One of the challenges for multilingual TTS is data sparsity, where some languages may only have training data for a few speakers. In the extreme case where there is only one speaker per language in the training data, the speaker identity is essentially the same as the language ID. To encourage the model to learn disentangled representations of the text and speaker identity, we proactively discourage the text encoding from also capturing speaker information. We employ domain adversarial training  to encourage to encode text in a speaker-independent manner by introducing a speaker classifier based on the text encoding and a gradient reversal layer. Note that the speaker classifier is optimized with a different objective than the rest of the model: , where is the speaker label and are the parameters for speaker classifier. To train the full model, we insert a gradient reversal layer  prior to this speaker classifier, which scales the gradient by . Following , we also explore inserting another adversarial layer on top of the variational autoencoder to encourage it to learn speaker-independent representations. However, we found that this layer has no effect after decreasing the latent space dimension.
We impose this adversarial loss separately on each element of the encoded text sequence, in order to encourage the model to learn a speaker- and language-independent text embedding space. In contrast to 
, which disentangled speaker identity from background noise, some input tokens are highly language-dependent which can lead to unstable adversarial classifier gradients. We address this by clipping gradients computed at the reversal layer to limit the impact of such outliers.
We train models using a proprietary dataset composed of high quality speech in three languages: (1) 385 hours of English (EN) from 84 professional voice actors with accents from the United States, Great Britain, Australia, and Singapore; (2) 97 hours of Spanish (ES) from 3 female speakers include Castilian and US Spanish; (3) 68 hours of Mandarin (CN) from 5 speakers.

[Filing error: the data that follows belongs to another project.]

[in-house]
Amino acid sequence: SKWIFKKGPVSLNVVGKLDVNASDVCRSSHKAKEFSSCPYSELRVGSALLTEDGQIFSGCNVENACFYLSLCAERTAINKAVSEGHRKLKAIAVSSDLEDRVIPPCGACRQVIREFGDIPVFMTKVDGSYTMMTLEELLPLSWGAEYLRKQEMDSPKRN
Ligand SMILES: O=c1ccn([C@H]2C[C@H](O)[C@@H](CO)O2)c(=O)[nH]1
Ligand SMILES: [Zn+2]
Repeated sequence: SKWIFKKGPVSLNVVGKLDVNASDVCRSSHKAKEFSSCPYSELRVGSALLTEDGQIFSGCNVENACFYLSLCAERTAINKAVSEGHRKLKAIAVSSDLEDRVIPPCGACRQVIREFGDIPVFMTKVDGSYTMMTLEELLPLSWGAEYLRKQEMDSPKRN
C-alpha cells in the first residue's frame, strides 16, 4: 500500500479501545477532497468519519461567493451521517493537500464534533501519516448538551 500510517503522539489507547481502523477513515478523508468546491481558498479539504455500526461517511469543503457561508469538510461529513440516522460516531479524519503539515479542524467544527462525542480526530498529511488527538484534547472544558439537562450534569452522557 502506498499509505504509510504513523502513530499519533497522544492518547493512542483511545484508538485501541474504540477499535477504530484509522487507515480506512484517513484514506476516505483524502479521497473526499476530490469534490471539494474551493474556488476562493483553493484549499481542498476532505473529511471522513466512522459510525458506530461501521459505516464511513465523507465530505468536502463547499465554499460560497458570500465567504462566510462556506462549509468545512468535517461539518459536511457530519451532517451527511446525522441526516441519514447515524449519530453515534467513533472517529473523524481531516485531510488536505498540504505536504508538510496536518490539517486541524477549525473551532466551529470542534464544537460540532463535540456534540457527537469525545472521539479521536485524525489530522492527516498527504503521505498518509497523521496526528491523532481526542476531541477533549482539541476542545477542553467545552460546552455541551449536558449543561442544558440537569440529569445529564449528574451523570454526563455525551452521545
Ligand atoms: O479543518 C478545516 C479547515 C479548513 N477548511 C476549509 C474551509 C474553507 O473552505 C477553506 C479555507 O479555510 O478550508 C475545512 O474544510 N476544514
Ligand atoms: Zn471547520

3.1 Model and training setup
The synthesizer network uses the Tacotron 2 architecture , with additional inputs consisting of learned speaker (64-dim) and language embeddings (3-dim), concatenated and passed to the decoder at each step. The generated speech is represented as a sequence of 128-dim log-mel spectrogram frames, computed from 50ms windows shifted by 12.5ms.
The variational residual encoder architecture closely follows the attribute encoder in 
. It maps a variable length mel spectrogram to two vectors parameterizing the mean and log variance of the Gaussian posterior. The speaker classifiers are fully-connected networks with one 256 unit hidden layer followed by a softmax predicting the speaker identity. The synthesizer and speaker classifier are trained with weightand
respectively. As described in the previous section we apply gradient clipping with factorto the gradient reversal layer.
The entire model is trained jointly with a batch size of 256, using the Adam optimizer configured with an initial learning rate of , and an exponential decay that halves the learning rate every 12.5k steps, starting at 50k steps.
Waveforms are synthesized using a WaveRNN  vocoder which generates 16-bit signals sampled at 24 kHz conditioned on spectrograms predicted by the TTS model. We synthesize 100 samples per model, and have each one rated by 6 raters.
|Source Language||Target Language|
To evaluate synthesized speech, we rely on crowdsourced Mean Opinion Score (MOS) evaluations of speech naturalness via subjective listening tests. Ratings follow the Absolute Category Rating scale, with scores from 1 to 5 in 0.5 point increments.